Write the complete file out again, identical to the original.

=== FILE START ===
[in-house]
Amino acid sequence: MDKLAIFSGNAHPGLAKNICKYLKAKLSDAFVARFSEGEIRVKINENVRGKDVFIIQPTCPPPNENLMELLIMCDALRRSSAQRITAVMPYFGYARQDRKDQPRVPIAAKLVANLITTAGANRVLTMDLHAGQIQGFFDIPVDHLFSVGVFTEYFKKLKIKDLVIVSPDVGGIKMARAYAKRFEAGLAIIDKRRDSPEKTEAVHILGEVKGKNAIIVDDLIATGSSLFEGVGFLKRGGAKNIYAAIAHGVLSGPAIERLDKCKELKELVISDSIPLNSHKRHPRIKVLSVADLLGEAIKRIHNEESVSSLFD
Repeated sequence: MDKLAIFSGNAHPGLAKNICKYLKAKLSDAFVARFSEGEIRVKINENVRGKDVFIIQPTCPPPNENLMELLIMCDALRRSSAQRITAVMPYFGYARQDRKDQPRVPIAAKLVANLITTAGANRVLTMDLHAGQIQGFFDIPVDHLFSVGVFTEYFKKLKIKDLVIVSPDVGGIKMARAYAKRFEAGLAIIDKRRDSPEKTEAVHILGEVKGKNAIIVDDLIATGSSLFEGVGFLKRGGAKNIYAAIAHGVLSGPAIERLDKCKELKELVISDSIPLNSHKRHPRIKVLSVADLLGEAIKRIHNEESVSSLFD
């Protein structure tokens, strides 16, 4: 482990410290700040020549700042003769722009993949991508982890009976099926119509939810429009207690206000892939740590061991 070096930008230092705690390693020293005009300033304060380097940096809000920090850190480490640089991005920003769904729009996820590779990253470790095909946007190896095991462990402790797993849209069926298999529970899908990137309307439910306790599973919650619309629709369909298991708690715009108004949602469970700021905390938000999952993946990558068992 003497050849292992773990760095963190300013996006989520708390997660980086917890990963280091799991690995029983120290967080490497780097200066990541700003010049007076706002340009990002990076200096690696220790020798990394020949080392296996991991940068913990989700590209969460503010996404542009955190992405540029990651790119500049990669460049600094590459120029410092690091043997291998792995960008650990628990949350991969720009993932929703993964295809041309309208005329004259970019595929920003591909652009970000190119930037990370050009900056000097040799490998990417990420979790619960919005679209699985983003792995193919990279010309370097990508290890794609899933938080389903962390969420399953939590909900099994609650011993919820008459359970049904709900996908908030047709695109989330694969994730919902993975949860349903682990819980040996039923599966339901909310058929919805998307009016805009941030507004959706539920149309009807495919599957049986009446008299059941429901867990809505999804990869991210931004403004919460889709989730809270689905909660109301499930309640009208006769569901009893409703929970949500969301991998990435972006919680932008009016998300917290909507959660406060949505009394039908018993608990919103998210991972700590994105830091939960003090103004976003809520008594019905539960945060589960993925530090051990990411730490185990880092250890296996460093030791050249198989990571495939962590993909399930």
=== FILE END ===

[in-house]
Amino acid sequence: MDKLAIFSGNAHPGLAKNICKYLKAKLSDAFVARFSEGEIRVKINENVRGKDVFIIQPTCPPPNENLMELLIMCDALRRSSAQRITAVMPYFGYARQDRKDQPRVPIAAKLVANLITTAGANRVLTMDLHAGQIQGFFDIPVDHLFSVGVFTEYFKKLKIKDLVIVSPDVGGIKMARAYAKRFEAGLAIIDKRRDSPEKTEAVHILGEVKGKNAIIVDDLIATGSSLFEGVGFLKRGGAKNIYAAIAHGVLSGPAIERLDKCKELKELVISDSIPLNSHKRHPRIKVLSVADLLGEAIKRIHNEESVSSLFD
Repeated sequence: MDKLAIFSGNAHPGLAKNICKYLKAKLSDAFVARFSEGEIRVKINENVRGKDVFIIQPTCPPPNENLMELLIMCDALRRSSAQRITAVMPYFGYARQDRKDQPRVPIAAKLVANLITTAGANRVLTMDLHAGQIQGFFDIPVDHLFSVGVFTEYFKKLKIKDLVIVSPDVGGIKMARAYAKRFEAGLAIIDKRRDSPEKTEAVHILGEVKGKNAIIVDDLIATGSSLFEGVGFLKRGGAKNIYAAIAHGVLSGPAIERLDKCKELKELVISDSIPLNSHKRHPRIKVLSVADLLGEAIKRIHNEESVSSLFD
């Protein structure tokens, strides 16, 4: 482990410290700040020549700042003769722009993949991508982890009976099926119509939810429009207690206000892939740590061991 070096930008230092705690390693020293005009300033304060380097940096809000920090850190480490640089991005920003769904729009996820590779990253470790095909946007190896095991462990402790797993849209069926298999529970899908990137309307439910306790599973919650619309629709369909298991708690715009108004949602469970700021905390938000999952993946990558068992 003497050849292992773990760095963190300013996006989520708390997660980086917890990963280091799991690995029983120290967080490497780097200066990541700003010049007076706002340009990002990076200096690696220790020798990394020949080392296996991991940068913990989700590209969460503010996404542009955190992405540029990651790119500049990669460049600094590459120029410092690091043997291998792995960008650990628990949350991969720009993932929703993964295809041309309208005329004259970019595929920003591909652009970000190119930037990370050009900056000097040799490998990417990420979790619960919005679209699985983003792995193919990279010309370097990508290890794609899933938080389903962390969420399953939590909900099994609650011993919820008459359970049904709900996908908030047709695109989330694969994730919902993975949860349903682990819980040996039923599966339901909310058929919805998307009016805009941030507004959706539920149309009807495919599957049986009446008299059941429901867990809505999804990869991210931004403004919460889709989730809270689905909660109301499930309640009208006769569901009893409703929970949500969301991998990435972006919680932008009016998300917290909507959660406060949505009394039908018993608990919103998210991972700590994105830091939960003090103004976003809520008594019905539960945060589960993925530090051990990411730490185990880092250890296996460093030791050249198989990571495939962590993909399930």